Harvey Goldstein Professor of social statistics, University of Bristol
Jonathan Gosling Emeritus professor of leadership studies, University of Exeter
Paul Hoggett Emeritus professor of social policy, UWE, Bristol
Wendy Hollway Emeritus professor of psychology, Open University
Professor John Hughes University of Gloucestershire
Professor Simon Kelley University of Edinburgh
Adrian Kendry Visiting Chair in economics and security, University of Winchester
Karin Lesnik-Oberstein Professor of critical theory, University of Reading
Del Loewenthal Emeritus professor in psychotherapy, University of Roehampton
Professor Mark Maslin FRGS, FRSA University College London
Martin Milton Professor of counselling psychology, Regents University London
Professor Dany Nobus Brunel University London
Professor Jayne Osgood Middlesex University, mother, feminist, activist
Professor Ann Phoenix University of London
Richard Pring Emeritus professor, University of Oxford
Peter Reason Professor emeritus, University of Bath
Professor Diane Reay University of Cambridge
Lynne Segal Anniversary Professor of psychosocial studies, Birkbeck, University of London
Farzana Shain Professor of sociology of Education, Keele University
Prem Sikka Professor of accounting and finance, University of Sheffield
Professor Ernesto Spinelli ES Associates, London
Dr Guy Standing Professorial research associate, SOAS, University of London
Brian Thorne Emeritus professor (counselling), University of East Anglia
Frederick Toates Emeritus professor of biological psychology, Open University
Dr Steve Tombs Professor of criminology, Open University
Tony Watts OBE Emeritus professor of career development, University of Derby
Michael J. Wright Ph.D., Emeritus professor in cognitive neuroscience, London

Dr Ruth Adams Senior lecturer in cultural & creative industries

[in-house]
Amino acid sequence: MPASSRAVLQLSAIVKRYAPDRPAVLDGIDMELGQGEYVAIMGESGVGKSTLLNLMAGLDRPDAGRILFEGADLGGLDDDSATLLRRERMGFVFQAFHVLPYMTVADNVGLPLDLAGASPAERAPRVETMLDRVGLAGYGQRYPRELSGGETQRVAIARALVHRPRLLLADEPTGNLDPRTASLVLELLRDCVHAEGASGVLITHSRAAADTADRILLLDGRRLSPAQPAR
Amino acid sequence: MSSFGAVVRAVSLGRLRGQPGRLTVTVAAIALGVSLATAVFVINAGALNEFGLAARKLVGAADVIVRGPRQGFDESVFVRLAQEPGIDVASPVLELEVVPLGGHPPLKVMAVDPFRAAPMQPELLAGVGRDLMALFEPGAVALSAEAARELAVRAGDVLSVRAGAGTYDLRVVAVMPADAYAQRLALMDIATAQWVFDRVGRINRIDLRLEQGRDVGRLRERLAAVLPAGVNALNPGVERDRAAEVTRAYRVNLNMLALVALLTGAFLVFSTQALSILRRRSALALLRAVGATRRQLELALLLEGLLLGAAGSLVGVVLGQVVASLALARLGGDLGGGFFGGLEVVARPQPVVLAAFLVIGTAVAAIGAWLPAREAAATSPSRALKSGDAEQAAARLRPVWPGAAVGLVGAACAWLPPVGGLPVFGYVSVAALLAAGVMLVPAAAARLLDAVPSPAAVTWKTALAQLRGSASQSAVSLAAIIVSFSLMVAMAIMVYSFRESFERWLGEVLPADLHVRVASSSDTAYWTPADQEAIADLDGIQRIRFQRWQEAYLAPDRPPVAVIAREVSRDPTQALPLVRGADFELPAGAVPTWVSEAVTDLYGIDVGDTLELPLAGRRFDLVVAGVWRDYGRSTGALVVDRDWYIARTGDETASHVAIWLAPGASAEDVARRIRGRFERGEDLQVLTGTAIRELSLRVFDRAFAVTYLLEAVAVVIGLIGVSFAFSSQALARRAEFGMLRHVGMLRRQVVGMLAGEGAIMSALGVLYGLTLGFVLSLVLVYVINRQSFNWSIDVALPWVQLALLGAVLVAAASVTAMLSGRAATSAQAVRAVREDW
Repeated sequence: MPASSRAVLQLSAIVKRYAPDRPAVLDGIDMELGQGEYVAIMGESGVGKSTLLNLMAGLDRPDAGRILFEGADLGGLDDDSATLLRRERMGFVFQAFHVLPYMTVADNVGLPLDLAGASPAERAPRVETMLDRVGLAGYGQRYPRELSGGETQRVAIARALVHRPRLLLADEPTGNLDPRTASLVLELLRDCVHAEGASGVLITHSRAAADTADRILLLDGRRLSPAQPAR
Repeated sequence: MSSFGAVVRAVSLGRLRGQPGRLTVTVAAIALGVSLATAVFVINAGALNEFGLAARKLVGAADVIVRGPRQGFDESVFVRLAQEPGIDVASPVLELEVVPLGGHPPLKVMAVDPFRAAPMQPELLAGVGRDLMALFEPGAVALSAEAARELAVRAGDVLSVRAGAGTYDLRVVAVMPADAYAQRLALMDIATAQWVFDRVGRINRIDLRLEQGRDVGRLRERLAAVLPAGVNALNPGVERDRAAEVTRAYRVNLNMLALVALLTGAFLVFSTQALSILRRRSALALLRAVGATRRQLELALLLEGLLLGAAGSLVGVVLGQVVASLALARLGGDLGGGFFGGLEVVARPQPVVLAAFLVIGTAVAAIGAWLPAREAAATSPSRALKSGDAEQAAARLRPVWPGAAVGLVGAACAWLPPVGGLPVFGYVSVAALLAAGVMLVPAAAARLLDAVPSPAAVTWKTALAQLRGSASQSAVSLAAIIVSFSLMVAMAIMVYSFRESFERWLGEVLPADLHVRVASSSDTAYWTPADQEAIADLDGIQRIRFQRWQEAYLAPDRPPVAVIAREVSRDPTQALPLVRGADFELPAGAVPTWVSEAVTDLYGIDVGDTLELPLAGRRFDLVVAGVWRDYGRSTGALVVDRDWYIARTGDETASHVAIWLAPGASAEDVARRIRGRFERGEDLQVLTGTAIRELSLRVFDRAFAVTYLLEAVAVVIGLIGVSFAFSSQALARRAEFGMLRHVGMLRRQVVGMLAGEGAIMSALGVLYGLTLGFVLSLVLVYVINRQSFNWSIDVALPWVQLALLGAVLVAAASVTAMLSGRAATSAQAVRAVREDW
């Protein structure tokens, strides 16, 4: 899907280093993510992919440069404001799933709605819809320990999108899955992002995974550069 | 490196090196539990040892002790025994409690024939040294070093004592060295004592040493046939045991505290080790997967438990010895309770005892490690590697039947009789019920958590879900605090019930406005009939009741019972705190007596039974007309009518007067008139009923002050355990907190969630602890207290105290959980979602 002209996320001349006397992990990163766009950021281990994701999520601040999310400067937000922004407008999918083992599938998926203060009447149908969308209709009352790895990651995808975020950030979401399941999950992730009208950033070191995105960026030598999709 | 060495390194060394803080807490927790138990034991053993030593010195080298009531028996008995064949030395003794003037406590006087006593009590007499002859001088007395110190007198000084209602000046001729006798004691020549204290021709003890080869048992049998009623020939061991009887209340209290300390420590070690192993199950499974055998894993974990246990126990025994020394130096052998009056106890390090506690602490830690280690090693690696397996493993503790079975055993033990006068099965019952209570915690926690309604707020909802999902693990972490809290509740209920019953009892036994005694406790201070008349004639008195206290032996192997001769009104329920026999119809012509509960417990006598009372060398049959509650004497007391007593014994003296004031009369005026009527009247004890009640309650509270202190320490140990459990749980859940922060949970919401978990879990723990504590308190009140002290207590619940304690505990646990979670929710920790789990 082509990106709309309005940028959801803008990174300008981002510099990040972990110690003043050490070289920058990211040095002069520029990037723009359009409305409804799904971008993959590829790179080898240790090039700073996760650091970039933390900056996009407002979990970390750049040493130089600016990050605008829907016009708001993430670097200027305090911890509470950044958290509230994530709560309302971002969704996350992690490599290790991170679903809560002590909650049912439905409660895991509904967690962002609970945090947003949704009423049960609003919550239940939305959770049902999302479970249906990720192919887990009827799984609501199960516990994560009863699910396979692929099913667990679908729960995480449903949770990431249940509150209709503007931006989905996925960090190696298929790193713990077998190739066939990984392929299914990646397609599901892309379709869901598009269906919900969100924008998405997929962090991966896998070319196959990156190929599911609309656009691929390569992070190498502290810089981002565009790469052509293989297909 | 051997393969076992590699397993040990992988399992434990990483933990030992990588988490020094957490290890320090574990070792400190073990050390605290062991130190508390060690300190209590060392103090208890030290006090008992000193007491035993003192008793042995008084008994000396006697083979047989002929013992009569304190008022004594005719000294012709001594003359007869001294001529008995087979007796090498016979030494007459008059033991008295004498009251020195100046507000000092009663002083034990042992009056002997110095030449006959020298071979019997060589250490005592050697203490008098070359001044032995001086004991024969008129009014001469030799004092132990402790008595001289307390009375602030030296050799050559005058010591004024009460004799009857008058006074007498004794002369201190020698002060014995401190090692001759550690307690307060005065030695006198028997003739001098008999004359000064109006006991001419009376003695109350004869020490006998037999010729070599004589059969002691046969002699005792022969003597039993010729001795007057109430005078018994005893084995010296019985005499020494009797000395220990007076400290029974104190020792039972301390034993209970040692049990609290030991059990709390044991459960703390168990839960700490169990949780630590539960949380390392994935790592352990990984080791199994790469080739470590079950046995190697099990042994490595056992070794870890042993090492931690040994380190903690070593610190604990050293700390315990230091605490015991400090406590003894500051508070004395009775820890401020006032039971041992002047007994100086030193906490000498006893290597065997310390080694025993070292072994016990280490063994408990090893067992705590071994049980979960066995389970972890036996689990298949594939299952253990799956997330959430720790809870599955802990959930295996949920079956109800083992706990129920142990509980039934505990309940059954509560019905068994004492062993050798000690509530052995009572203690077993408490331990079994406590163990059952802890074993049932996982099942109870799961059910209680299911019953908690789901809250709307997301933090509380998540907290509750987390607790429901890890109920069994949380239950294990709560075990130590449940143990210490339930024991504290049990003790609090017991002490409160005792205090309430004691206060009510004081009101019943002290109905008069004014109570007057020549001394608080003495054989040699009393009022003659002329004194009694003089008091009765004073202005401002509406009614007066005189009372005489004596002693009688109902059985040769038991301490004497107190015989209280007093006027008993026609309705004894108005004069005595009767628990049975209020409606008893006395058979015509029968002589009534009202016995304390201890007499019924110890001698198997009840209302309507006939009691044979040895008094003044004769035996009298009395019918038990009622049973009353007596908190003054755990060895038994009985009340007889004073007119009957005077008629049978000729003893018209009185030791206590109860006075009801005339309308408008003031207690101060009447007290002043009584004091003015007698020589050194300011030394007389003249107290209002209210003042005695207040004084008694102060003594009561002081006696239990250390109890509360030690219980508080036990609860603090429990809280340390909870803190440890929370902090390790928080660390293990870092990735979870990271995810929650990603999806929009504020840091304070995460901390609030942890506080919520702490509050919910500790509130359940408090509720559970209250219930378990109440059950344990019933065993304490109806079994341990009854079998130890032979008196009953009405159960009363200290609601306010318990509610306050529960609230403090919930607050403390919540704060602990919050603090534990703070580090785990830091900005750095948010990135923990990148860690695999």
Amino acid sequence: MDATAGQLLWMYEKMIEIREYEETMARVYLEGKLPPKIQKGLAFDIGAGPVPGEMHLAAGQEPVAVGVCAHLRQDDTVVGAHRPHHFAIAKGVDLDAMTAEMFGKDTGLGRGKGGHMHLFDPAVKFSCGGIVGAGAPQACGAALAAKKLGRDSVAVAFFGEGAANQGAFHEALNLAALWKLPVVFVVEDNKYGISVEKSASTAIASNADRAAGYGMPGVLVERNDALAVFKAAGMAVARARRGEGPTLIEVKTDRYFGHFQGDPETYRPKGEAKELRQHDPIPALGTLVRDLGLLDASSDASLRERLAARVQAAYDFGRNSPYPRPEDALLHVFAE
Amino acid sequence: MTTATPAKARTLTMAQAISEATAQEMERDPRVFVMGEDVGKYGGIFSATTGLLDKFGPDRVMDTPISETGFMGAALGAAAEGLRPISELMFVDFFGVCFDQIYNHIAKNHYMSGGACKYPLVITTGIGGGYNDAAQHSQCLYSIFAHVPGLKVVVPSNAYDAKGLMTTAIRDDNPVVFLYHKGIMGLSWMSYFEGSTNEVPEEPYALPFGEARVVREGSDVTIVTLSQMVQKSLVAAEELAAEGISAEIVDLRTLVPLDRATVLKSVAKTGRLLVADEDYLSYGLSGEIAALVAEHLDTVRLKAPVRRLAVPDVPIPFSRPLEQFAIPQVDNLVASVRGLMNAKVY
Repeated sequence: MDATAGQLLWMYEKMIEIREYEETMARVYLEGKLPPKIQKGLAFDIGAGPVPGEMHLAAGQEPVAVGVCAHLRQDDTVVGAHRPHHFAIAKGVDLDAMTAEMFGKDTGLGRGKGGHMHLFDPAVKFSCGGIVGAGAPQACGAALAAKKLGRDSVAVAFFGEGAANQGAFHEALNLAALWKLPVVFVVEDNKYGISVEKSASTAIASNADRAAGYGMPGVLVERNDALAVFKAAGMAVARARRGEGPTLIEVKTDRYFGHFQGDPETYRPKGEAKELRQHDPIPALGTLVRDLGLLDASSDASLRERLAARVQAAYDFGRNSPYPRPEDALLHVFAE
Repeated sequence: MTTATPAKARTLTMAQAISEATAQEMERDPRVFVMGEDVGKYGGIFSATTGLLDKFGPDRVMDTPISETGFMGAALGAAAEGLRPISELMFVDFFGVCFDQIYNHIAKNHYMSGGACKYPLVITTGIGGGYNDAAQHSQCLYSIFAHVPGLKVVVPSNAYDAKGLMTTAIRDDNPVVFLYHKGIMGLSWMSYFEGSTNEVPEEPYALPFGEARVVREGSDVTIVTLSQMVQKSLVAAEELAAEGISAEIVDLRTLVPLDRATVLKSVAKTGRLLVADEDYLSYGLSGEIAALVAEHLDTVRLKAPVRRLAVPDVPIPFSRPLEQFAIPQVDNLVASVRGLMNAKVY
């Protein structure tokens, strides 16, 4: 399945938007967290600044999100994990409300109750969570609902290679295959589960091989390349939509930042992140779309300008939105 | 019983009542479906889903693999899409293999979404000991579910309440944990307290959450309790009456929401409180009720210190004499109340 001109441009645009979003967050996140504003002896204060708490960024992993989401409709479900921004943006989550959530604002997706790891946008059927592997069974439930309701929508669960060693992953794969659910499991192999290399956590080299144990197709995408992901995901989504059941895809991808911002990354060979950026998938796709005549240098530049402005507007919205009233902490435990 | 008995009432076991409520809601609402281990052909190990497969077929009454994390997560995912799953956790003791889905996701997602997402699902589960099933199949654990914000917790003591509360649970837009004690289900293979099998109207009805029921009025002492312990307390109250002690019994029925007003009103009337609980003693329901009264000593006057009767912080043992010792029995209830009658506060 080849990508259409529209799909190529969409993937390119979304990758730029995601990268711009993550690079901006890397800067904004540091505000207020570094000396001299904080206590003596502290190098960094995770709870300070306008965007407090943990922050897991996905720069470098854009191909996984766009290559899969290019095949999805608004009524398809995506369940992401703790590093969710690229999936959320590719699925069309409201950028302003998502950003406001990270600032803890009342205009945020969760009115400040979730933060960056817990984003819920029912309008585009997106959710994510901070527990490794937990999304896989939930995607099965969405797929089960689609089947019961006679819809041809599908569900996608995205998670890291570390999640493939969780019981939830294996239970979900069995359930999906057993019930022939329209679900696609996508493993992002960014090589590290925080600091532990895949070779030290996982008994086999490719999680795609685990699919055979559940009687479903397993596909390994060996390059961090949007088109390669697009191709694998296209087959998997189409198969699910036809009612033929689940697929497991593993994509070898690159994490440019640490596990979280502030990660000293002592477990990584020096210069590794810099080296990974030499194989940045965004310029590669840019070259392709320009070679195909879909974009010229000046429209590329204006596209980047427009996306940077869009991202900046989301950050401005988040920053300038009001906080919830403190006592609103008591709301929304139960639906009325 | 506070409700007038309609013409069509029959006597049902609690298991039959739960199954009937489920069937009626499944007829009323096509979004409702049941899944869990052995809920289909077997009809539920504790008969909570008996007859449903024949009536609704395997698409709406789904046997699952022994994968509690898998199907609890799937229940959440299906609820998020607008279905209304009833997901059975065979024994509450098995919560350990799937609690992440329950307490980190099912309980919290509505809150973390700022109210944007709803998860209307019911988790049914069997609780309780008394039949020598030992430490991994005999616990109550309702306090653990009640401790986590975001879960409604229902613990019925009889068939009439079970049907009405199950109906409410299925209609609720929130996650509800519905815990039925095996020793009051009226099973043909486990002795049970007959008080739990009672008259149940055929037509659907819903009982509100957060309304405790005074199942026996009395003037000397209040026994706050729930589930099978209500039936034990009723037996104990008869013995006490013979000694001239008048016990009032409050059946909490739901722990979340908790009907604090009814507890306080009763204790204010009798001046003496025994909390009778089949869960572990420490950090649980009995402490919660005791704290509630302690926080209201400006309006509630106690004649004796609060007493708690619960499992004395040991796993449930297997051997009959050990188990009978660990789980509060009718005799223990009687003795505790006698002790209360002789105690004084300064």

Dr Meg-John Barker senior lecturer in psychology, Open University
Robert Basto Ph.D., software consultant, scientist, activist
Dr Teresa Belton author of Happier People, Healthier Planet
Dr Gail Bradbrook mother, NGO consultant
Dr Onel Brooks Senior lecturer in psychotherapy, counselling and counselling psychology
Dr Dominique Chadwick independent researcher and film-maker, Cambridge
Dr Anne Chapman
Dr Red Chidgey Lecturer in gender and media, King’s College London
John Christensen Director and Chair of the Board Tax Justice Network
Dr Christopher D. Coath University of Bristol
Dr Mick Cooper Chartered psychologist, Brighton
Dr Virginia Crisp Lecturer in culture, media & creative industries, King’s College, London
Jonathan Dawson Coordinator of economics, Schumacher College
Richard Eke Ph.D., Associate lecturer, UWE, Bristol
Dr Peter Elfer Principal lecturer, Early Childhood Research Centre
Dr Jonathan Gross King’s College London
Andy Halewood CPsychol., Senior lecturer in counselling psychology, UWE, Bristol
Dr Wiebina Heesterman Ph.D. Law (human rights), activist
Dr Jason Hickel Department of Anthropology, Goldsmiths, University of London
Dr Abby Innes London School of Economics
Dr Nicholas James FASS, Open University
Peter Lipman Fellow, Cabot Institute for the Environment, Bristol University
Ed Lord Ph.D., RMN, RCBC Wales, Fellow, Swansea University
Rachel Lunnon PhD (mathematical logic), software engineer
Dr Michael McEachrane University College London; visiting researcher, Raoul Wallenberg Institute of Human Rights and Humanitarian Law (Lund)
Dr Kate McMillan King’s College, London
Dr Gerry Mooney Open University in Scotland
Dr Calum Neill Associate professor of psychoanalysis & cultural theory, Edinburgh Napier University
Dr Eva Novotny retired, University of Cambridge
Dr Christine Parkinson Retired biologist, Scientists for Global Responsibility
Dr Volker Patent CPsychol, lecturer and coach
Dr Gerald Power PhD, management consultant
Dr Gillian Proctor CPsychol., Programme leader, MA in counselling and psychotherapy, University of Leeds
Dr Jay Watts Consultant clinical psychologist
Dr David Whitebread Retired senior member, Homerton College, Cambridge

5 Replies to “We must take action”

  1. For more on the motley crew of rabble-rousing anarchists who founded Extinction Rebellion see

    “Through mass civil resistance, we’re going to create a new global regime that takes our responsibilities seriously towards the next generation.”

    “This is a call to the XR community to never say we’re a climate movement. Because we’re not. We’re a Rebellion.”
    “I don’t think that Extinction Rebellion is really about the environment, it’s about democracy.”